A few mornings ago, I woke up to a series of text messages from a friend who was a bit upset about talc and its link to cancer.
“I’m freaking out about this article about asbestos in talc! Did you know it was a thing, and am I just late to this news?” she asked. “It turns out it’s in all my makeup!”
Actually, not just makeup. According to the Campaign for Safe Cosmetics, talc – listed as talcum or talcum powder, cosmetic talc or magnesium silicate – is found in baby powder, body and shower products, lotions, feminine hygiene products, eyeshadow, foundation, lipstick, deodorants and face masks. So, like, all the beauty products. Talc is also used to make some supplements, pharmaceutical pills, chewing gum and polished rice.
But let’s back up for a moment. What is my friend talking about? Up until this point, I had heard some vague rumblings about lawsuits related to ovarian cancer and baby powder, but the consensus seemed to be that the connection was slim to none. But when I logged online this week, I realized a bombshell investigative report from Reuters had hit the internet, detailing that Johnson & Johnson had known since the 1970s that there could be asbestos in the talc they used in their baby powder.
It’s an incredibly long read, which you should attempt if you have patience for a deep dive into science and have a half hour to settle in. But in case you don’t (understandable) it can be summed up like this: talc is a mineral that is mined from the earth, and often asbestos deposits are found running through talc deposits. Asbestos is actually a class of minerals that all have a fiber-like composition, which means the particles can get lodged in your lungs and lead to mesothelioma decades down the line. Now, thousands of women are suing Johnson & Johnson their massive cover-up of the risks. I mean, in baby powder! Come on!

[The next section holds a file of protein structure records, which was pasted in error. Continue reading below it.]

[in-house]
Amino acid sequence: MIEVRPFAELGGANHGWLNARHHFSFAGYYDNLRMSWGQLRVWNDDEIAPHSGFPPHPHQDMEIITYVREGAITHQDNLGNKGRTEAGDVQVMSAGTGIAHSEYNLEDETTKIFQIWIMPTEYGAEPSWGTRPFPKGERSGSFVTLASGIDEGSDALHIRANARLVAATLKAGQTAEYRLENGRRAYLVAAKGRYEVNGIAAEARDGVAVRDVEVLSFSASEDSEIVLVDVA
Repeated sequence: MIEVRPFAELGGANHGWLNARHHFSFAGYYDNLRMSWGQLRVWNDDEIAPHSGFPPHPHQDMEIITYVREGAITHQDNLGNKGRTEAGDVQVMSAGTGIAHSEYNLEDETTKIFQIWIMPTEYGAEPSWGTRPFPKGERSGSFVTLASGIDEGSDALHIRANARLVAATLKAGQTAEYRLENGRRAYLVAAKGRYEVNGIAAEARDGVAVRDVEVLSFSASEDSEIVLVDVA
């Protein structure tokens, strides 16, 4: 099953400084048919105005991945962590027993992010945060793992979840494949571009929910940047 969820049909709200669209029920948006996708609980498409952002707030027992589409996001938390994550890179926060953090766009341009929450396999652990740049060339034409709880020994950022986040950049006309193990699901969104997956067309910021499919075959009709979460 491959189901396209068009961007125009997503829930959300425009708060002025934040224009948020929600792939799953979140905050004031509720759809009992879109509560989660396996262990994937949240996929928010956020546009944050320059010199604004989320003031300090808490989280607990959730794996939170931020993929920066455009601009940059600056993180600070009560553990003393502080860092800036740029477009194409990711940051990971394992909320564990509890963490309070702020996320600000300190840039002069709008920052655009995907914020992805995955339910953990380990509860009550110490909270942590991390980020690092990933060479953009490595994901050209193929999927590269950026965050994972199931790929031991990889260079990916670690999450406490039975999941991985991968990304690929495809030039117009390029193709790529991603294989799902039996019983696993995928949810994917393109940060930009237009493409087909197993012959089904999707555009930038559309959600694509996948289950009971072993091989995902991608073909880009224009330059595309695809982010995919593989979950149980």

The big question you might have is: should you be worried about talc in your products right now? Well, maybe. J&J says there is definitely no longer asbestos in any of its talc products, because it gets its talc from a Chinese mine without adulteration. (Oh, yes, that it comes from China instead of Pennsylvania is supposed to make us feel better about its purity.) That may be true, but remember that the F.D.A. does not have the funds nor power to require regular testing of personal care products on the U.S. market. According to The New York Times, “The F.D.A. last tested talc products in 2010 and found no asbestos, but it was provided raw talc from only four suppliers and tested only 24 commercial products. Experts who have analyzed talc on behalf of plaintiffs suing Johnson & Johnson say they have detected asbestos in talc products.”
Terrified? Yay, welcome to the United States, where only you can protect your health from toxic beauty products. Until we get an entire overhaul of our personal care product regulation, you’re going to have to be smart about where you buy your beauty products.
Since my friend has already thrown out all her makeup containing talc, I’ve put together a list of online stores where she (and you) can shop with complete confidence for products that are completely talc-free.
Launched in January of 2017, Nordstrom’s new natural beauty section (online and IRL) features products that are free of an expanding roster of toxic ingredients, which now includes parabens, sulfate, phthalates, as well as petrochemicals, mineral oil, silicone, and talc. Find the usuals like Herbivore Botanicals, Tata Harper, and Kypris, plus new faces like Youth to the People, Chantecaille, and Arcona.